Andy Burnham, the Labour mayor of Greater Manchester, has won a new convert. Gemma Fish, 38, who runs a charity in Salford, has never voted before but in elections on Thursday she expects to change the habit of a lifetime. “He stood up for Manchester,” she said.

Burnham last October memorably resisted Boris Johnson’s plan to lock down the city without what he regarded as adequate financial help. “It’s brutal to be honest, isn’t it?” Burnham said in an emotional press conference outside the city’s Bridgewater Hall.

The mayor was dubbed the “king of the north” — exactly the kind of local champion envisaged when George Osborne, former Conservative chancellor, created a new breed of metro mayors first elected in 2017.

But the arrival of powerful figures who have broken the grip of Westminster over the country’s political life has created tensions. Nicola Sturgeon, Scotland’s pro-independence first minister, is the beneficiary of Tony Blair’s big push on devolution in the late 1990s.

Sadiq Khan, Labour mayor of London, holds another post created by Blair and is known to get under Johnson’s skin. Meanwhile, Andy Street, Tory mayor of the West Midlands, Ben Houchen, the high-profile Tory mayor of Tees Valley, and Burnham are beneficiaries of more recent Tory-led devolution.

Osborne last year said Johnson should “double down on devolution” and give mayors new powers; he said they were “a fantastic success story” and that every area should have one.

But under Johnson, himself mayor of London from 2008-16, the devolution agenda has stalled. Lord Michael Heseltine, former Tory deputy prime minister and champion of decentralisation, said Westminster had grown jealous of the popularity of the new breed of metro mayors.

“The agenda is dead,” he said. “Departments don’t want to lose power, local MPs don’t want to see mayors taking some power, the Treasury is suspicious of anything that creates more pots of money.”

Heseltine said Burnham’s stand-off with Johnson last year “probably didn’t help”. He fears Johnson is reverting to the old ways of handing out government cash directly from Whitehall to local authorities — sidelining regional or national figures such as Burnham and Sturgeon.

A 2019 Conservative manifesto pledge to set out the next stage of devolution in a white paper in 2020 was broken — the Covid-19 crisis was blamed for the delay — and the exercise has now been wrapped up into a wider “levelling up” white paper promised for later in 2021.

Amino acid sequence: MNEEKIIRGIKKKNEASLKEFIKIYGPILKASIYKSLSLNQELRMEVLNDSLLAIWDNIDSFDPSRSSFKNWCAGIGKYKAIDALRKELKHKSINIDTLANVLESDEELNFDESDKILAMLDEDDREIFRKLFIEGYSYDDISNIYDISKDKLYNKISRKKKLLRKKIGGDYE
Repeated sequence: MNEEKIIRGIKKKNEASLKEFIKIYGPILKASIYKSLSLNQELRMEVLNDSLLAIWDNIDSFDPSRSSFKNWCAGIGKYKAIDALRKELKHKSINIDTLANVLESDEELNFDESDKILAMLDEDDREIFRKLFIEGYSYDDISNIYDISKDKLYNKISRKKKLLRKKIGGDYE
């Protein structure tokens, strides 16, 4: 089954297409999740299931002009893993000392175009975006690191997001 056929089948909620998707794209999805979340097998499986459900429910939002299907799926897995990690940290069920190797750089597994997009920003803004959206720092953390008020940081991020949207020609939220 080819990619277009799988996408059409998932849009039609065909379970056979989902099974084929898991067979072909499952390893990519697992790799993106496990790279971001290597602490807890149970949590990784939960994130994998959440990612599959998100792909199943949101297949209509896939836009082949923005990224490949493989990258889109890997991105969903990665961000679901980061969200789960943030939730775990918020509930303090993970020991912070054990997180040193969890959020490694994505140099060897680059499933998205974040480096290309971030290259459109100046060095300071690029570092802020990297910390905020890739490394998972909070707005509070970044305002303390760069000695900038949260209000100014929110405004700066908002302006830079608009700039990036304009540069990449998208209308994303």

The Tory manifesto called for “full devolution across England” and Conservative party officials say Johnson is still wedded to this agenda. But they add the big proviso that the creation of new elected mayors in the regions had to be done with enthusiastic local support.

Eight city regions in England have metro mayors: Greater Manchester, Liverpool, the West Midlands, Tees Valley, the West of England, Cambridgeshire and Peterborough, Sheffield and North of Tyne. West Yorkshire will become the ninth on Thursday. Seven of them will elect mayors this week.

Johnson’s lack of engagement on devolution appeared to be confirmed on a campaign visit to Gloucestershire last month when he was unable to name the Tory West of England mayor, Tim Bowles. However, the success of Conservative mayors such as Houchen and Street has shown that the party can use mayoralties as a bridgehead in former Labour areas.

Street continues to lobby for fresh powers for mayors, including the ability to retain some taxes locally, for example stamp duty or VAT. “That’s true devolution,” he said.

Metro mayors have different powers and budgets. All control local transport, skills and economic development and have extensive planning powers. Greater Manchester has the most comprehensive deal, including joint control with government of health and social care.

Polling for Centre for Cities, a think-tank, by Savanta ComRes in April found that 83 per cent of people supported greater devolution.

Burnham has shown the political potential of the city mayor’s role. While Labour leader Keir Starmer is braced for a tough night at the polls in a series of local elections across Britain on Thursday, the Manchester mayor is expected to be comfortably re-elected.

Indeed most of the incumbent mayors — Labour and Tory — expect to be returned to office, having spent the past few years speaking up for their area and standing up to the politicians at Westminster.

Burnham, out campaigning in sleet and hail in Salford on Tuesday, is the bookies’ favourite to succeed Starmer as party leader, even though he is not an MP. “I’m happy here — I feel more at home here,” the former Labour cabinet minister said when asked about a return to Westminster. But he added: “I’m not going to rule it out completely.”

Burnham said mayors must play a key part in Johnson’s economic agenda and insisted he wanted to work with the prime minister.

“If the government is going to level up, you can’t do it from an office in Whitehall,” he said. “Where they treat us with respect and fairly, we will work with the government. Any other form of devolution won’t work.”

Burnham claimed there was “punishment talk” from the government after he resisted the Covid-19 lockdown last October, but said: “It’s fake devolution if the government makes you go on bended knee and do what they want.”

Elaine Wrigley, who with her husband Mark owns the Atlas Bar in Manchester, said Burnham was one of the few politicians to stick up for hospitality businesses when they were closed in October by the government.

“He fought for the people of Greater Manchester when the government was not listening,” she added.

Lord Jim O’Neill, former chief economist at Goldman Sachs and an architect of Osborne’s metro mayor plan, said that may be part of the problem. “They don’t like mayors who are not Tory — it’s plain and simple.”